Why we believe the current market backdrop bodes well for low vol in the coming quarters.
Historically, similar stretches of low vol underperformance have led to quick recoveries and we believe this time will be no different.
Low Volatility (‘low vol’) helped mitigate downside risk during the first quarter of 2020, but has since faced significant headwinds as the market has staged an incredible rally. Indeed, low vol strategies have had an incredibly rough patch. In March 2020, generic low vol (as defined by the top US 500 stocks ranked by capitalisation) provided only mediocre protection against falling markets and has significantly lagged the capweighted S&P 500 Index.
Understandably, investors have started to question the low vol phenomenon and the relevance of the style in a market that has generously rewarded pro-beta and pro-risk concepts. However, it is crucial to fully contextualise this poor performance; indeed, it remains imperative that we judge low vol against cap-weighted benchmarks and other styles only over a complete cycle. Historically, similar stretches of low vol underperformance have led to quick recoveries and we believe this time will be no different.
Low Volatility Drawdown
As a point of comparison for the recent struggles of the low vol factor, consider low vol’s performance during the technology (‘TMT’) bubble, low vol’s worst historical drawdown. Here we limit the scope of the analysis to the US investment universe to ensure a sufficiently full history. Following the last major drawdown for the low vol factor during the height of the TMT bubble in December 1999, the recovery was sharp. Low vol had crawled about halfway out of its hole within about 18 months (Figure 1).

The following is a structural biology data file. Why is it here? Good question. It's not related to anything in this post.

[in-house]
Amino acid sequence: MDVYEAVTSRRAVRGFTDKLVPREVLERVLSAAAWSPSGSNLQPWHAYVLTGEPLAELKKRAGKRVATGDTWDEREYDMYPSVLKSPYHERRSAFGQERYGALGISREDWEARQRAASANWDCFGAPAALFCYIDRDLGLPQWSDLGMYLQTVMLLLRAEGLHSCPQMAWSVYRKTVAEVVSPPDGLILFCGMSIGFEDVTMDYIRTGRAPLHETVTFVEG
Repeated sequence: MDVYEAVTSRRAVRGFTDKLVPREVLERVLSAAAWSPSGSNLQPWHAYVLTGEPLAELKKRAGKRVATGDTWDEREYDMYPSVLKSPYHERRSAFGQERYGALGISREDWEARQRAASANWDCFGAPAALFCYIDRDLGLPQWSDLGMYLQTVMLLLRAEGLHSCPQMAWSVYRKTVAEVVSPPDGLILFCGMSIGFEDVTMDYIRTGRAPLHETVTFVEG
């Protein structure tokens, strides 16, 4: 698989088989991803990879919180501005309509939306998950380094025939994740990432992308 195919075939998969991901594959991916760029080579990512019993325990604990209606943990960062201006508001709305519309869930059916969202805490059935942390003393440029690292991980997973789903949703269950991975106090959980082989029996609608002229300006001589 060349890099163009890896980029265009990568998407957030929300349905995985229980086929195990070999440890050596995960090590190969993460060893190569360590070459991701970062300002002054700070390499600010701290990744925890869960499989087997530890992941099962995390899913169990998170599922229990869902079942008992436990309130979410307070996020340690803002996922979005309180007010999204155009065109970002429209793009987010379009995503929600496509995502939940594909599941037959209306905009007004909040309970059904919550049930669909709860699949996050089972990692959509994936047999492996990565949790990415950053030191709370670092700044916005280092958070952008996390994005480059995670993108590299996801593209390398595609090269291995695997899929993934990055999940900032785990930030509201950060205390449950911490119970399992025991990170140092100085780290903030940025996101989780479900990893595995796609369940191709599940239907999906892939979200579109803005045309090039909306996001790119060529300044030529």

Figure 1. Low Volatility Drawdown
Source: Man Numeric, Bloomberg; January 1968 – September 2021.
Note: Low vol drawdown calculated as US top 500 stocks by capitalisation less S&P 500 Index low volatility US top 500 stocks by capitalisation less S&P 500 Drawdown.
Decomposing the returns to low vol and to the benchmark is instructive in understanding the root cause of underperformance and underpins our current bullish outlook on the low vol concept.
Return Decomposition of Low Volatility
While not low vol’s first drawdown, this current period1 has been defined by unique characteristics which are worth exploring. Relative to the cap-weighted benchmark, one can decompose returns into a few key contributing factors. Specifically, decomposing the returns to low vol and to the benchmark is instructive in understanding the root cause of underperformance and underpins our current bullish outlook on the low vol concept.
In the following analysis, we reference the below decomposition of returns into earnings growth, multiple expansion and dividends: